Made in America, the CX-50 is not coming to Australia – but this rugged midsize SUV gives a first look at the future of Mazda’s crossovers
Mazda has unveiled the 2022 CX-50 midsize SUV that is set to go on sale in the United States early next year.
Produced at the company’s new Huntsville, Alabama factory it shares with Toyota, the CX-50 becomes the third “Mazda Premium” product in the brand’s lineup – following the latest Mazda 3 small car and CX-30 small SUV.
Despite the similarities in size, the CX-50 is not designed as a replacement for the CX-5 – which Chasing Cars understands will live on for several more years. Instead, the CX-50 adds a more ruggedly-styled and premium-appointed option to the brand’s SUV portfolio.
In its US home market, the CX-50 will compete squarely with the Ford Bronco Sport – another rugged midsize car-based SUV that does not come to Australia – plus the Toyota RAV4, Kia Sportage and Hyundai Tucson.
Mazda Australia has already ruled out the CX-50 for Australia – but the CX-60, which sits on the brand’s new longitudinal large-car platform, has been confirmed for Australian release with an expected release date of late 2022.
Mazda sets the tone of the CX-50 but fitting all-wheel drive as standard and offers a choice of either a naturally aspirated or turbocharged 2.5-litre four-cylinder petrol engine, with both paired to a six-speed automatic transmission.
Specific power and torque outputs are not yet confirmed, but it is likely they will be close to those produced by the same engines as found in the existing CX-5.
In the US, the CX-5 makes 140kW/252Nm from the 2.5-litre naturally-aspirated petrol ‘four, while the turbocharged version of the same engine makes a stout 186kW/434Nm.
The turbocharged unit is likely to be paired exclusively to an AWD system, while the naturally aspirated version could offer a choice of front-wheel drive or optional AWD.
Mazda says that a hybrid engine will be offered on the CX-50 at a later date, with signs pointing to the CX-50 picking up a hybrid powertrain shared with Toyota.
This is due to the fact the CX-50 will be built at the shared Mazda-Toyota Manufacturing (MTM) plant in Alabama, which would make the transfer of hardware far easier.
It is possible that the CX-50 will use a version of Toyota’s 1.8-litre or 2.0-litre petrol-electric hybrids. The 1.8 hybrid is currently used in Toyota’s C-HR Hybrid and Corolla Hybrid locally, while the 2.0-litre is found in the Lexus UX.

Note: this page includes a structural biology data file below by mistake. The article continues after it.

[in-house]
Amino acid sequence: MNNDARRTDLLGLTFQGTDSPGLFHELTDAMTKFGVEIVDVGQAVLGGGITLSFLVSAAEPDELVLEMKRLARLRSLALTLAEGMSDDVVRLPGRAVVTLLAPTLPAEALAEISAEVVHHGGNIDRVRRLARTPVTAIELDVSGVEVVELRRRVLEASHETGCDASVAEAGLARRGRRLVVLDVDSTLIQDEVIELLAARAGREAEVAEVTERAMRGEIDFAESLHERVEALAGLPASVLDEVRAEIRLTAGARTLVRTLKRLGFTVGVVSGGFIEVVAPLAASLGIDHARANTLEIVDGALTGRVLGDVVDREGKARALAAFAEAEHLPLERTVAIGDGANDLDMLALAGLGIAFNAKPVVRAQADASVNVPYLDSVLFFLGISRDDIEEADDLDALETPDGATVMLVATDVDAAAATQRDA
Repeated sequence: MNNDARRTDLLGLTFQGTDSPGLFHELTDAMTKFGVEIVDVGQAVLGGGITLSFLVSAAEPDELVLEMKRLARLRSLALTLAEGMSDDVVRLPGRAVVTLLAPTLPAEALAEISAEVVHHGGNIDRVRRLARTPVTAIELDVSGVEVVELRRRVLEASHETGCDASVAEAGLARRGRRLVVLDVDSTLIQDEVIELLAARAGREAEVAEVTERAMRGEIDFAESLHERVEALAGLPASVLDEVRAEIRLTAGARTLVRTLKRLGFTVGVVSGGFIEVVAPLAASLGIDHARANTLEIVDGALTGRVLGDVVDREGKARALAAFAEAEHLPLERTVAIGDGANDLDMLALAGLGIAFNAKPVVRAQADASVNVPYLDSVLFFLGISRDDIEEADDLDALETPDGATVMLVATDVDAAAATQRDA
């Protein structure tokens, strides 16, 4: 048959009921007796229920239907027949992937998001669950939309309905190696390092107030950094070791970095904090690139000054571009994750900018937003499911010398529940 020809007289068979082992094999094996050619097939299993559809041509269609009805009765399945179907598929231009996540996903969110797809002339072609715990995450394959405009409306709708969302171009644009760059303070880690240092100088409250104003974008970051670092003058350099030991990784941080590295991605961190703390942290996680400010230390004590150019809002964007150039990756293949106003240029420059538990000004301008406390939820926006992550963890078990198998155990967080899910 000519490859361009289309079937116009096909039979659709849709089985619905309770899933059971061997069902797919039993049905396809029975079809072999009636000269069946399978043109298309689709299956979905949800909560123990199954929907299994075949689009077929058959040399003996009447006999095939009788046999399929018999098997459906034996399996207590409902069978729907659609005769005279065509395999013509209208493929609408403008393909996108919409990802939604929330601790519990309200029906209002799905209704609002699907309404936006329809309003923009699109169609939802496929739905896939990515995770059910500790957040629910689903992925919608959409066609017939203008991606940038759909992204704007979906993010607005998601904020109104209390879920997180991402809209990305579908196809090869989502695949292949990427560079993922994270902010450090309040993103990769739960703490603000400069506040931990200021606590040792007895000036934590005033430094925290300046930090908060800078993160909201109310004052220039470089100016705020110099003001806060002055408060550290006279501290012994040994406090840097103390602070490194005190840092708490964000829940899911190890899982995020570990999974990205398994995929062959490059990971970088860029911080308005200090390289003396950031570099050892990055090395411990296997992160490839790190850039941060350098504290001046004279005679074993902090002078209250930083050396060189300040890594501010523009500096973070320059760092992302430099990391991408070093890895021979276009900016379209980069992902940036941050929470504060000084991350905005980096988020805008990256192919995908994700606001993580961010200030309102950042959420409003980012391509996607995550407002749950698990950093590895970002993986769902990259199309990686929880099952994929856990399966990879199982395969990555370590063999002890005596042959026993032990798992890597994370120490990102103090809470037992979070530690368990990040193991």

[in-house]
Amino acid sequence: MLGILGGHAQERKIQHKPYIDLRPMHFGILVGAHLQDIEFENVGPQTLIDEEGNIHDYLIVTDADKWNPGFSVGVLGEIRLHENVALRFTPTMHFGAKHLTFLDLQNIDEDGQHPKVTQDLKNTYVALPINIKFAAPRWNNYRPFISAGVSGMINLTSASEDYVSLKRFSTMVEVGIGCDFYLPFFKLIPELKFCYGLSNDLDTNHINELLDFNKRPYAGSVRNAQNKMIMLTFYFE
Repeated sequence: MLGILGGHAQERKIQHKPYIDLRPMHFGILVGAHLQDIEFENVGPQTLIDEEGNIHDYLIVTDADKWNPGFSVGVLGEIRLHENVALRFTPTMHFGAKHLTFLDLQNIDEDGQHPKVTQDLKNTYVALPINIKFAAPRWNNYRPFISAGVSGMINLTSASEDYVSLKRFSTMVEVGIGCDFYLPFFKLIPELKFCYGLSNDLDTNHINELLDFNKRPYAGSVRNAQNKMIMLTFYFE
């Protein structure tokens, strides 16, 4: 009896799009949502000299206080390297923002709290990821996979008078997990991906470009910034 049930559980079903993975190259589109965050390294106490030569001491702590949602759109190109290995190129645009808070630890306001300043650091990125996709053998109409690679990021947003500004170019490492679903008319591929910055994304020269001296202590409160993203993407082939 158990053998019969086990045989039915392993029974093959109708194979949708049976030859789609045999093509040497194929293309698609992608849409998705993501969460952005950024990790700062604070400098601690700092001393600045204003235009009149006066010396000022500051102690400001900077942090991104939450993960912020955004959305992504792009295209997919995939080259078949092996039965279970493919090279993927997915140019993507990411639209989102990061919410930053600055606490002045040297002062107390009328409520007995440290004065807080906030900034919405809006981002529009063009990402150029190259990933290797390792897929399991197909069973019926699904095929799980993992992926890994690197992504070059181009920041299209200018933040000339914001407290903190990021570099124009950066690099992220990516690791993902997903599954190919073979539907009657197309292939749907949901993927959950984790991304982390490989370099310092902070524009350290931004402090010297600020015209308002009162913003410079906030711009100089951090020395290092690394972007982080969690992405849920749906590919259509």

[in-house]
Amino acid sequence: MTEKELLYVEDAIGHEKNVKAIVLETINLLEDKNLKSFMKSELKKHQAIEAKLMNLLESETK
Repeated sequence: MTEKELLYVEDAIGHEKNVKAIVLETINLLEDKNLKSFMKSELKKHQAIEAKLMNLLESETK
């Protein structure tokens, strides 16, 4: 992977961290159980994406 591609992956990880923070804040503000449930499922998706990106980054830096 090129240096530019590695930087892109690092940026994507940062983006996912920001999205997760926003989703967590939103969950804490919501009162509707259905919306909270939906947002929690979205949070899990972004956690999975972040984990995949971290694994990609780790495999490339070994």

A Toyota-sourced hybrid system could also provide Mazda with an additional AWD option while cutting fuel bills.
We are used to Mazda releasing curvy SUVs with organic lines, but the CX-50 represents a notable break in this philosophy with the midsizer picking up a rugged aesthetic
Mazda has evolved its Kodo design philosophy by adding a rugged edge for the CX-50 by adding chunky wheel arches, a front bash plate and flared vents on the rear bumper.
The Japanese manufacturer also offers a range of off-road accessories including a roof-mounted cargo holder and CX-50-branded decals on the bonnet.
Mazda has fitted strong roof rails to hold the weight of cargo and strengthened the b-pill to increase the load capacity, though an official rating has not yet been stated.
A choice of two wheel options are also offered, giving buyers the choice between larger wheels with a spiked design or a smaller, more utilitarian design with a square look.
The interior of the CX-50 takes notes from the CX-30 but offers a slew of unique touches including vertical air vents on either side of the driver and near the passenger side door.
Mazda has integrated a widescreen display that is controlled by the dial in the centre console which is flanked by some tasteful brown leather seats and interior trim.
Assisting the outdoor theme is the addition of a panoramic sunroof that spans across the front and back seats with a partition in the middle.
Production of the CX-50 will begin in January 2022 and will likely go on sale sometime between March and May that year.
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